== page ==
arriving on: # of nights: # of guests:

Wednesday, May 30, 2012

Cape Cod's Whimsical Side

Photo of Whimsy at its best.
Alfred Glover’s Garden Gate
For those prone to flights of fantasy, Whimsical Garden Gates at Heritage Museums & Gardens will thrill and delight. Heritage invited artists from the region to create a whimsical, but functioning, garden gate to be part of this 2012 Season exhibit. The gates were created by 16 such artists and are displayed along the pathways throughout the grounds of the botanical gardens.

Charlie and I just spent a much needed, relaxing afternoon at Heritage enjoying strolling through the gardens in search of these gate installations. We always enjoy our time at Heritage but, as an artist and someone who likes to garden, this visit was really special. We went there for the express purpose of searching out the locations of the gates in this new exhibit. At the ticket booth, we received a map denoting where they are located and then off we went as excited as children on an Easter egg hunt.
{Photo of Ford Model-T garden gate.
Homage to Ford's Model-T

One of the first garden gates you encounter could not be in a more appropriate place than on the lawn at the Automobile Museum. It is entitled Gateway to the American Roadway and was a collaboration between Janet Davis and Mark Zanghi. They were inspired by the Ford Model-T and the man who changed the way America traveled.

A little farther down the pathway and located near the windmill, you will find artist Will Clarke’s gate entitled And the Seasons They Go Round and Round. This piece is meant to remind us of the seasons of gardening in New England and of our rural past and “revolving” present. When you visit this installation, you will see what I mean.

Photo of a most beautiful garden gate.
Tessa D'Agostino's Gate
Other garden gate installations are nestled amongst the trees and flowers along trails and in gardens, both enhancing and enhanced by their setting. Fitting perfectly into the landscape is the garden gate entitled Transformative Passage of Earthly Balance. The product of artist, teacher, and Reiki Practitioner Tessa D’Agostino, this lovely piece reminds us how dependant we are on the earth and nature, and of all that we derive from their constancy. She encourages you to take time from your busy world to find you reflective self. Be sure to read the inscription that is carved into the left side of the gate.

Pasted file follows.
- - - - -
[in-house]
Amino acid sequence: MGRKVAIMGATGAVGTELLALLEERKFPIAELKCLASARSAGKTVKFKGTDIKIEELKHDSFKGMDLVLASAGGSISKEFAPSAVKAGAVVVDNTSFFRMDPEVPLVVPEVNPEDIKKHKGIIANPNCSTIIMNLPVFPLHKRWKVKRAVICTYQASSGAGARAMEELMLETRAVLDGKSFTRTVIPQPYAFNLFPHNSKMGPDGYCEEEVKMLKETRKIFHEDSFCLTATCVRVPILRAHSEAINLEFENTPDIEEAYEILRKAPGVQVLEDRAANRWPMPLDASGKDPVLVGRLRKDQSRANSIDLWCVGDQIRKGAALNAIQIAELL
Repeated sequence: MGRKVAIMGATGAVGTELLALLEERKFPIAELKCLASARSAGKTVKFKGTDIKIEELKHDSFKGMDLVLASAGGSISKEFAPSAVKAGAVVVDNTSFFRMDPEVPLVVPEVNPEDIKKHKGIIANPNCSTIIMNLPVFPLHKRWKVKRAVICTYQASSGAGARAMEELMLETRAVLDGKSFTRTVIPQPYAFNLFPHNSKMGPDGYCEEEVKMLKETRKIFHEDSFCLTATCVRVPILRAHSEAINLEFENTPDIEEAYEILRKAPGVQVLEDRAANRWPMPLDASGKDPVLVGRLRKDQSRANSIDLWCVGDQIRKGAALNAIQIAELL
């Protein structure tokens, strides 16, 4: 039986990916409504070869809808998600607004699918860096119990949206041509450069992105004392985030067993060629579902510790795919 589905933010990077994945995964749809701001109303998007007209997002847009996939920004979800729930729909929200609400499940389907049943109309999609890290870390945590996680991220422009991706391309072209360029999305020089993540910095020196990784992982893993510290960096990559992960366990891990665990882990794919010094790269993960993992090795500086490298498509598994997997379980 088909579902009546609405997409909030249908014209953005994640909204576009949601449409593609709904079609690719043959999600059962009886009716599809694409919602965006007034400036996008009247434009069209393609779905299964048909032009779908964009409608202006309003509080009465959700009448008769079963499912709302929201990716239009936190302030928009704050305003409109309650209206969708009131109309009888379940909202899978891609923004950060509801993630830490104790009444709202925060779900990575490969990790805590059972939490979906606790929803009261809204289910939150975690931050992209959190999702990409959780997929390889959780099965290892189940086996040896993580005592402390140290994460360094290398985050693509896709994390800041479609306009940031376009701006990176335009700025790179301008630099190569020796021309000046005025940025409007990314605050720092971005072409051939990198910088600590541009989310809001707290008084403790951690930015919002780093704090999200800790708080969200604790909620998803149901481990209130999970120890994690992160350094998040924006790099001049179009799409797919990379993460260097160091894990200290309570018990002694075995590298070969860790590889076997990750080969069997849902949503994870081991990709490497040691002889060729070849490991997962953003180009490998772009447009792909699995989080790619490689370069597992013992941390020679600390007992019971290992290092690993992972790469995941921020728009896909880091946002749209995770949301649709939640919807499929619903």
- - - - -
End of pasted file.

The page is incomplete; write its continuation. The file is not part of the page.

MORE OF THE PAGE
Elisa Sullivan and Grace Archambeault created the very beautiful And the Tree Was Happy, representing their love and appreciation of nature. For her gate, Susan Beardsley re-purposed objects that are no longer useful for their original purpose into something both useful and beautiful and titled What’s a Garden without Bugs? The addition of the bug is to prompt a smile from gardeners as they pull weeds from their garden.
Photo of ship inspired garden gate.
Forces in Play

A really interesting and quite different piece is the garden gate designed by Christopher Lenaerts and Rosalyn Driscoll called Forces in Play. It is beautifully constructed of traditional boat-building materials and draws on the elements of sailboat rigging to create a complex but playful gate. This is one that we just had to swing open. I hope the folks at Heritage don’t mind, but we just couldn’t resist.
Photo of my favorite garden gate.
Welcome to Our World
One of my personal favorites is a collaborative work by Angela Rose and Lauren Miklavic entitled Welcome to Our World. This really fabulous piece is a collaboration between an artist and a gardener that beautifully represents the co-existence of art and nature in the garden. It is on display just outside the museum housing the Norman Rockwell exhibit.  I could see this wonderful piece in our gardens here at our bed and breakfast inn.

Part of the fun of this exhibit is reading about the artist’s inspiration for their piece that is written on plaques at each installation. It gives you insight into their process as each developed their piece.

These are just a few of the gates which we saw. Others on exhibit are Kenneth Speiser Bubble, Alfred Glover’s Garden Gate ( at the entrance of the gardens), Donna Mahan and Kathy Williams gate entitled Whimsical Interplay, Bonnie Maresh’s Forever Flowers, Lee Sullivan’s  Findings, Leslie Wilcox’s Winsome Gate, JC Stahl,s Ribbon, Sally Fine’s Pond Gate, and Joel Reider’s Centrifugal Forest.

Why not come stay with us and visit Heritage Museums & Gardens and have an adventure discovering these Whimsical Wonders.

 Jan Preus, the Innkeeper, chef, and artist in residence at the 1750 Inn at Sandwich Center, Sandwich, Cape Cod, Massachusetts

No comments:

Post a Comment

Thank you for taking the time to read our blog.